Prior Art documents upon Anomalous Physical Researches



We present a compendium of prior art documents upon physical research, anomalous and otherwise.



Paraconical Pendulums and Eclipse Effects


Click Here for several previously unpublished documents by Latham of Imperial College. In 1980 Latham built a most ingenious paraconical pendulum, which was robot-operated and robot-monitored. This work certainly represents the most sophisticated paraconical pendulum research to date. Latham observed systematic anomalies in the motion of his pendulum, but the research does not appear to have proceeded as far as one might have wished. We are researching the matter at the moment, and the saga is ongoing... We are inclined to say, pace Newton, "If Latham had lived, we would have learnt something"!

Click Here for a most quizzical series of documents by Wuchterl in Vienna (some still in German). It appears that, during the great 1999 European eclipse, he may have detected some anomaly, but the evidence is not absolutely compelling.

Click Here for documents by Leo Savrov. Savrov built a very small and delicate version of the paraconical pendulum and operated it according to his own idiosyncratic protocols during solar eclipses in Mexico (1991) and Brazil (1994). The results were mixed and debatable, but it does appear that he detected some eclipse effect in Mexico.

Click Here for several documents by Mihaila detailing his observations in Romania during the 1999 European solar eclipse, and during a solar eclipse in 2003.

Click Here for a document by Jeverdan. Until now this was impossible to find on the internet, although it is a fundamental paper. It details his claimed Jeverdan-Rusu-Antonescu Effect - the change of the period of a pendulum during a solar eclipse.

Click Here for several documents by Prof. Dimitrie Olenici.

Click Here for documents by and about David Noever, concerning the NASA efforts to investigate eclipse effects during the 1999 total eclipse over Europe.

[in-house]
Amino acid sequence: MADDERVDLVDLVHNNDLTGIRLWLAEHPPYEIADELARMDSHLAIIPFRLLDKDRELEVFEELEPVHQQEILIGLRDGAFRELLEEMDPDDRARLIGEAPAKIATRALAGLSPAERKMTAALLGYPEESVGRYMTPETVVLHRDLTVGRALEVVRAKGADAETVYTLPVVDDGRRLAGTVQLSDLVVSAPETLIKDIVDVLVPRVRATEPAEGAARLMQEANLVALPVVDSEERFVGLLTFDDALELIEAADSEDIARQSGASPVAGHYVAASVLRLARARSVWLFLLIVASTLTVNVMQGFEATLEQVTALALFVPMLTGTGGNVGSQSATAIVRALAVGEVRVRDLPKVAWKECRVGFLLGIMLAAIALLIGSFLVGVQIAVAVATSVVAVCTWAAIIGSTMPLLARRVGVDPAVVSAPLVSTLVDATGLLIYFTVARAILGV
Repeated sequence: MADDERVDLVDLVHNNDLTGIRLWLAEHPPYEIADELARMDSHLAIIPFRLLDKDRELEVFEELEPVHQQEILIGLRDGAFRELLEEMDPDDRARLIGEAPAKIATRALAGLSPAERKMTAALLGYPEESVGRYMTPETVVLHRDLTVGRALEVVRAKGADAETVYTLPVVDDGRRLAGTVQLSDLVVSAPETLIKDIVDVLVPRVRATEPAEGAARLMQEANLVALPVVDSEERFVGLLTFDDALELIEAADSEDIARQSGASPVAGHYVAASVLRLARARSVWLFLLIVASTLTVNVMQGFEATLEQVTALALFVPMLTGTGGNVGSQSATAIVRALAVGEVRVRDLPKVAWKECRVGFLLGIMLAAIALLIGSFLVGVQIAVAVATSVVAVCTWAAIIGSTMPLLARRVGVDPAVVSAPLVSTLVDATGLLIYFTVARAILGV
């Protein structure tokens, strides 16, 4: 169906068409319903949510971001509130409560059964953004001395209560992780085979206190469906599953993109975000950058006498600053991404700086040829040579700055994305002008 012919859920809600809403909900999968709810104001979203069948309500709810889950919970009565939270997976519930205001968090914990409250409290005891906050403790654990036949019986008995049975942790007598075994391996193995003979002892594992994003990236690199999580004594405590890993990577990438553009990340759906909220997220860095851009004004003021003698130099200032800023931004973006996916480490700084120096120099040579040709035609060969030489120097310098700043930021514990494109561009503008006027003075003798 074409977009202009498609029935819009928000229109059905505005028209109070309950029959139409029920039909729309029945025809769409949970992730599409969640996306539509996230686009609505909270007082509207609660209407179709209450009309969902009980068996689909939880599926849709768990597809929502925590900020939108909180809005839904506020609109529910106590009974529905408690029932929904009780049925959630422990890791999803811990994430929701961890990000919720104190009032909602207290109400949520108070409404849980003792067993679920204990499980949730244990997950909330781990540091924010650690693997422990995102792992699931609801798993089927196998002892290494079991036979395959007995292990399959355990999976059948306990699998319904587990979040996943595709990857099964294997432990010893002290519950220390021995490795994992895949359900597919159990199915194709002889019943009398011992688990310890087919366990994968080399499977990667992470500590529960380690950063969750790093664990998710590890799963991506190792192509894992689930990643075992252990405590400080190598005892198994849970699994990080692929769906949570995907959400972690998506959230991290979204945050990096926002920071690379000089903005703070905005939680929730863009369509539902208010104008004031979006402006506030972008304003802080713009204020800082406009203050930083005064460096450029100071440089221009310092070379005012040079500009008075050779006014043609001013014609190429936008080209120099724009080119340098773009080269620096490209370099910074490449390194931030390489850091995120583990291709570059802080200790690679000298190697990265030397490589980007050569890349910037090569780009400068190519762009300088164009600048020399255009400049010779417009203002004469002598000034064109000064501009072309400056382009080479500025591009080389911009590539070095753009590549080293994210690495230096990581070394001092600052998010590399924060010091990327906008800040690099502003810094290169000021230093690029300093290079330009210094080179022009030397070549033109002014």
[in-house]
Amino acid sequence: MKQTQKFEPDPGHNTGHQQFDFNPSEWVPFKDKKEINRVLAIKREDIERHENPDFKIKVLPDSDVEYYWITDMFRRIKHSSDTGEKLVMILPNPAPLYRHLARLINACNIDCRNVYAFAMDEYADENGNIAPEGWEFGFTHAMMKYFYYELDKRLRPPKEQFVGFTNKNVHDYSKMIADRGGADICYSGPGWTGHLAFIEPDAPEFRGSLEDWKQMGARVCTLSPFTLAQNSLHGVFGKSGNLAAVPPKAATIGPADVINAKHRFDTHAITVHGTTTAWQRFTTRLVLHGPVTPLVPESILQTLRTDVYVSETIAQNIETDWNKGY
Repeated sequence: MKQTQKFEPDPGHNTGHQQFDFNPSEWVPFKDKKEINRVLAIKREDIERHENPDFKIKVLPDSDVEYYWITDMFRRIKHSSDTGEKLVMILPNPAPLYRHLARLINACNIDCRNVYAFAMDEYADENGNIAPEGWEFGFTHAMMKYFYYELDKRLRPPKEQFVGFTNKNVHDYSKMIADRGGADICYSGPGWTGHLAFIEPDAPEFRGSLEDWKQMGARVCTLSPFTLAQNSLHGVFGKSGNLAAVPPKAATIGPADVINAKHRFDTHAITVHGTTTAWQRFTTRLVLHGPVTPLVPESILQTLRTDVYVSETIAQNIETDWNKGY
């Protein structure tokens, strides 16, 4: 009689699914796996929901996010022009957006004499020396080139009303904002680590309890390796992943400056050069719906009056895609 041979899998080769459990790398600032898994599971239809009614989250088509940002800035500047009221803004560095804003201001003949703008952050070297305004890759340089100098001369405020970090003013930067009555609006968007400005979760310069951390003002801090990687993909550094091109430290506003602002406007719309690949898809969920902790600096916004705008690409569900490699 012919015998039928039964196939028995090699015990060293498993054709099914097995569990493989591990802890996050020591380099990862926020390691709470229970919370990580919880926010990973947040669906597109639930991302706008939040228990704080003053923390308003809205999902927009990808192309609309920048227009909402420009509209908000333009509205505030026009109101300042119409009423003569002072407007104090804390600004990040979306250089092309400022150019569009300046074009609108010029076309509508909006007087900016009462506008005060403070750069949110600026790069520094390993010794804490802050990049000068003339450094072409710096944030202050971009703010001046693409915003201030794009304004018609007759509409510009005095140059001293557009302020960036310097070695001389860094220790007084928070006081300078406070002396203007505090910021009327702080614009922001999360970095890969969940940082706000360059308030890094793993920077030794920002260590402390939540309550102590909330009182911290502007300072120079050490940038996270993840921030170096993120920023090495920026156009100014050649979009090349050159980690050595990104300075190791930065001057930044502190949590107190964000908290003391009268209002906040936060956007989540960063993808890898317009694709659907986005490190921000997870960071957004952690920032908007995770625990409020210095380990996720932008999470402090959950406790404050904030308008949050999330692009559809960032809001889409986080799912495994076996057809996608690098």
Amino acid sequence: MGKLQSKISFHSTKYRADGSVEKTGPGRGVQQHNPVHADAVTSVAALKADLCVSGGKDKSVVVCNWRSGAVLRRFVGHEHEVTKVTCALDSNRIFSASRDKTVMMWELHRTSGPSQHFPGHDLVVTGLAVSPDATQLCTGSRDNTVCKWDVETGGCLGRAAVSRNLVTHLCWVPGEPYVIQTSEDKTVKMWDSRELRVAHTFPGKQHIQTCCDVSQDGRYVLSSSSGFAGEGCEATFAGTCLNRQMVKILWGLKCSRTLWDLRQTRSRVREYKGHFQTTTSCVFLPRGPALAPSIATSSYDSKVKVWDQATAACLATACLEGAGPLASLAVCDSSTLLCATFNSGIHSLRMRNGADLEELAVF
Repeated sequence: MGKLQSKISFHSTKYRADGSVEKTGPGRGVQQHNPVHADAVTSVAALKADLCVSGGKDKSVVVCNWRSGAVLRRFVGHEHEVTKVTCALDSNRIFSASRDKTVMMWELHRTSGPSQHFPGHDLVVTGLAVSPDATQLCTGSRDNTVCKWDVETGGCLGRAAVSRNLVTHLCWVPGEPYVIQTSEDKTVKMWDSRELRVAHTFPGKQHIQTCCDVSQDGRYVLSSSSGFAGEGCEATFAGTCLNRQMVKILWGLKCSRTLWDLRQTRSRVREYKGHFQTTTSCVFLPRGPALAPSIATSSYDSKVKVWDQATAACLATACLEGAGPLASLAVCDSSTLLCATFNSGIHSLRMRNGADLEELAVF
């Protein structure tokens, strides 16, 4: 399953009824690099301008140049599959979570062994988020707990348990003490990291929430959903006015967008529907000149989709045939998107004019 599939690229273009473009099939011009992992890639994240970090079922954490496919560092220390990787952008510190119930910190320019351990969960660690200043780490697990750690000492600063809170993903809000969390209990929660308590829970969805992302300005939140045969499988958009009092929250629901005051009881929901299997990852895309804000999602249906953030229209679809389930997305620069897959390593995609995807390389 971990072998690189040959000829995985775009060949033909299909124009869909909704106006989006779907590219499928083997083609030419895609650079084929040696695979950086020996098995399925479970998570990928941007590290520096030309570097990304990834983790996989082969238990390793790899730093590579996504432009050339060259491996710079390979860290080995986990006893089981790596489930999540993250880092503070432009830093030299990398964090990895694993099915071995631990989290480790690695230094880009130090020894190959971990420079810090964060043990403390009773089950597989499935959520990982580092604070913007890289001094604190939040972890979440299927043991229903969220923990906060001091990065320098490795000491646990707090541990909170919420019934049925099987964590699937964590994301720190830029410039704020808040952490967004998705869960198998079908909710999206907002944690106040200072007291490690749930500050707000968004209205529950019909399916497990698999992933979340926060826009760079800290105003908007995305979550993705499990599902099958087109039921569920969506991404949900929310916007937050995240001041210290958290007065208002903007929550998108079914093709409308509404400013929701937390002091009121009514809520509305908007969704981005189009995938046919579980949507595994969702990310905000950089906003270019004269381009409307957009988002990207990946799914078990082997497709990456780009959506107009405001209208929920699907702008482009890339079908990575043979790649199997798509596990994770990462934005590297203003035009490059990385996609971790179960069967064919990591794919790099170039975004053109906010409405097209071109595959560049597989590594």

Gravimeters and Eclipse Effects


Click Here for a fascinating set of documents by Wang and Yang etc. the first of which details their observations during a solar eclipse in a remote part of China in 1997, and the others of which respond to the critics, and detail further observations during eclipses in Zambia and Australia. Using sensitive gravimeters, Wang and his colleagues appear to have detected incontrovertible anomalies on three separate occasions during solar eclipses. These papers have proved to be a bugbear for the nay-sayers (who are legion), because there appears little vulnerability upon any front; sometimes complete misrepresentation has been resorted to in an attempt to discredit these results.

Click Here for Mishra and Rao's paper about the very similar gravimetric anomaly they detected during an eclipse in India in 1995.

Click Here for Tomaschek's paper about the gravimetric observations he performed in the Shetland islands in 1954, during the "Allais eclipse". He detected no anomaly.


Torsion Pendulums and Eclipse Effects


Click Here for documents by Saxl and Allen. These include not only their well-known paper of 1970 describing the anomaly they detected with their torsion pendulum during a solar eclipse, but also a number of other relevant papers describing the experimental apparatus, as well as Erwin Saxl's US patent.

Click Here for a document by Kuusela, who used a torsion pendulum during a solar eclipse which was located upon the horizon at dawn. He detected no anomaly.

Click Here for a document by Luo Jun.


Atomic Clock Anomalies during Eclipses


Click Here for four documents by Zhou.


Other


Click Here for five documents by Shnoll.

Click Here for documents by Yuri Galaev about his interesting experiments upon the motion of the aether.

Click Here for documents by G. B. Airy.

Click Here for an important paper by Longden on building short pendulums.

Click Here for a very important but difficult paper by Pippard on the mathematics of the pendulum.

Click Here for the Phd. thesis of Kamerlingh Onnes.

Click Here for a paper by Jean de Fonroque (in French).


Miscellaneous Papers on Eclipse Effects


Click Here for three often-cited papers, purporting to explain eclipse effects without invoking anomalies.


Miscellaneous Physics-Related Documents


Click Here for various works by Sir Arthur Stanley Eddington, difficult to obtain anywhere else.


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